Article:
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Commentary to the SECOND SUNDAY OF LENT – YEAR A

Fernando Armellini - Sat, Mar 4th 2023



The Lord has chosen you—Moses says to Israel—from among all the peoples on the face of the earth to be his very own people” (Deut 14:2). “It was on your fathers that the Lord set his heart. He loved them and after them, he chose their descendants—you—preferring you to all the peoples” (Deut 10:15-16).

Even Christians are “a chosen people” (1 P 2:9). “We remember brothers and sisters, the circumstances of your being called” declares Paul to the Thessalonians (1 Thes 1:4). “Truly I realize that God—as Peter says—does not show partiality” (Acts 10:34), so what is the point of talking about the election?

The choices of God do not follow human criteria. They do not presuppose merit but are dictated by gratuitous love. God is linked to Israel, not because it was the most numerous in people—it was indeed the smallest—but simply for love (Deut 7:5-8). To the Christians of his community, James recalls the behavior of God: “God did not choose the poor of this world to receive the riches of faith and to inherit the kingdom” (Jas 2:5).

When God calls a person or chooses a people, He entrusts them with a mission to make them carriers of his blessings intended for all. So Abraham has to become “a blessing to all the families of the earth.” Israel, the servant of the Lord, is charged to “bring justice to the nations” (Is 42:1), and Paul is a “chosen instrument to carry the name of Christ before the Gentiles and kings and the sons of Israel” (Acts 9:15).

The vocations of God do not confer any privilege. They do not offer any reason to feel superior or better than others. They are a request for availability to serve, to become mediators of salvation. 

  • To internalize the message, we repeat:“Let us understand, Lord, how great and challenging is the mission to which you have called us.”

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  • First ReadingGenesis 12:1-4

The Lord said to Abram: “Go forth from the land of your kinsfolk and from your father’s house to a land that I will show you.

“I will make of you a great nation, and I will bless you; I will make your name great, so that you will be a blessing. I will bless those who bless you and curse thosewho curse you. All the communities of the earth shall find blessing in you.” Abram went as the Lord directed him.

There are almost two billion people in the world who consider Abraham their father in faith. The fate of this character—whose historical figure is hard to define because it is lost in the mist of time—is truly unique. Forthe Jews, Christians and Muslims, he is the symbol of the believer, the model of a man faithful to God. Hisname—which means ‘the father loves’ or ‘the father is exalted’—evokes perhaps the worship of God-Fatherworshiped by his ancestors in Mesopotamia, his native land.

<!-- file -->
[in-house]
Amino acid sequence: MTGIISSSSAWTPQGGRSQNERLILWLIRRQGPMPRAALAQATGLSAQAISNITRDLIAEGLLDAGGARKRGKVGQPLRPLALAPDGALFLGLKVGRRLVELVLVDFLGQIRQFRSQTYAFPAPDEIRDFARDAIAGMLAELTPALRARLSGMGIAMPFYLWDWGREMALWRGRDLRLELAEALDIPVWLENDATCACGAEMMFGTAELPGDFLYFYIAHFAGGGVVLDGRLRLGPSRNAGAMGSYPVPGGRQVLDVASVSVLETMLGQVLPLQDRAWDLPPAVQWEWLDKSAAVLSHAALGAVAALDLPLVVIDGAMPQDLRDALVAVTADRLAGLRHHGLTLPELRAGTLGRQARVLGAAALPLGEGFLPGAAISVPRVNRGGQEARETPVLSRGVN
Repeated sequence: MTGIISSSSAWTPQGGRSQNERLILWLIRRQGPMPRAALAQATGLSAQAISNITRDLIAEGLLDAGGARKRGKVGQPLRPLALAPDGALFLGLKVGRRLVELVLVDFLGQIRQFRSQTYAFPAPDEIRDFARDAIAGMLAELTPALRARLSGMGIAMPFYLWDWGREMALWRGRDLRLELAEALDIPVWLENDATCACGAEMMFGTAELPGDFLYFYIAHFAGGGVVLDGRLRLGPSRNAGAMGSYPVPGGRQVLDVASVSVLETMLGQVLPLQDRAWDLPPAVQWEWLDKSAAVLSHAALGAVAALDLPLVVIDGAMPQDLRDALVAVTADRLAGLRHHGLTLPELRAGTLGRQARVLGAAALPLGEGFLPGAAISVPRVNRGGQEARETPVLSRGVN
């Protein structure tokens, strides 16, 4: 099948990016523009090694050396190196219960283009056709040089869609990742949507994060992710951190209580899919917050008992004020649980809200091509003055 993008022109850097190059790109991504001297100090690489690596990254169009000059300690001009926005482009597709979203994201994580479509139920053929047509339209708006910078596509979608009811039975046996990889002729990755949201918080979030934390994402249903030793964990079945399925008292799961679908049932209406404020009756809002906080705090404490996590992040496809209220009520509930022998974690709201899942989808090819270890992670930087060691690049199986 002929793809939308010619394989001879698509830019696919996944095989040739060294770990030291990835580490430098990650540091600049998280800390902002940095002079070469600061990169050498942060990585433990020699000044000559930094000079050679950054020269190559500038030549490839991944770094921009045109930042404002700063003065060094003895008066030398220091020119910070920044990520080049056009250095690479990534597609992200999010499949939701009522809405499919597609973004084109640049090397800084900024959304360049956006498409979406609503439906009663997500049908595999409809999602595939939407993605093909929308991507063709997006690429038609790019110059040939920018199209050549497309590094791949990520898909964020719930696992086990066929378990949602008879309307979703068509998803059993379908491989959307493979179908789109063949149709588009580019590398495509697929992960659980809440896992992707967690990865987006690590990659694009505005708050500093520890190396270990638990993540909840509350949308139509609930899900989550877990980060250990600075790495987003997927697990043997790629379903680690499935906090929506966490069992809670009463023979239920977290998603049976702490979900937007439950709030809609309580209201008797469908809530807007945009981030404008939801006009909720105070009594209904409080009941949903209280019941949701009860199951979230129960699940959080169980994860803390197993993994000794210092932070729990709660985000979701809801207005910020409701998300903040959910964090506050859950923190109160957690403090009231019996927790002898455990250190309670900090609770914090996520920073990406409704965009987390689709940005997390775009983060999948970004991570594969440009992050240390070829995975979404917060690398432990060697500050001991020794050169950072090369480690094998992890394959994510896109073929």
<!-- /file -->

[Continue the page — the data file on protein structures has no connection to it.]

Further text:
He lived in Ur of the Chaldeans. “My father was a wandering Aramean”—Israel will forever remember in her profession of faith (Deut 26:5). The names of his family, the geographical framework, customs, legal practices, the type of religion, and the migration stories suggest chronologically placing him in the first half of the second millennium B.C.

At some point in his life, a radical change took place. He was forced to leave his land and his family and travel to an unknown country. We can try to reconstruct what happened historically.

Mesopotamia was richly fertile, watered by two great rivers, the Tigris and the Euphrates. With Egypt, it was the region’s most prosperous and most advanced in the world. They had developed highly advanced agricultural techniques. There were superior schools, an efficient state organization, and profoundly wise laws. (It is enough to remember the famous Code of Hammurabi.) They had courts where justice was administered with fairness. It would have been a happy land if it had not often been invaded by semi-nomadic people who lived in the west, on the edge of the desert, or by people from the east who came down from the highlands. The upheavals that followed in these occupations caused movements of groups, clans, and tribes. The family of Abraham was probably involved in one of these forced migrations that took place at the beginning of the second millennium B.C.

How did Abraham experience this change in his life? The biblical text gives us a theological reading of the facts: Abraham captured God’s will in the events that involved him. He realized that the Lord was calling him to a great mission, and he gave his trusting assent. He saw what was happening (although painful, dramatic, and shocking) as a plan of the Lord. He trusted and let himself be guided by him.

The passage proposed today occupies a key place in the history of salvation. It marks the beginning of a new chapter for all of humanity. The first eleven chapters of Genesis present the story of the world's origin, man, sin, the flood, and the Tower of Babel. Then the sacred author focuses on an individual and his family. They will occupy the rest of the book.

Suddenly, without any premonitory warning, the Lord enters the scene. He directs a peremptory order at Abraham “Leave your country, your family and your father’s house, for the land I will show you” (v. 1). There is no mention of the time, place, circumstances, or state of mind the patriarch had experienced meeting God. It is an invitation to grasp the story of the arduous spiritual journey proposed to every believer in this call.

In the advice of a true friend, in an inner communication, during a spiritual retreat, while contemplating a sunset in solitude, God speaks in the happy or sad event that messes up plans and dreams. He perhaps invites to abandon the routine in which, more than living, one survives. He asks for detachment from the past, from habits that gave some gratification, though they do not render us honor. God does not accept that the human gives up and adapts to a false equilibrium. God intervenes and promises a new, diverse, authentic life and a challenging one accompanied by the unexpected. For this reason, there is no wonder that the memory and even the regret of land left behind remain for a long time.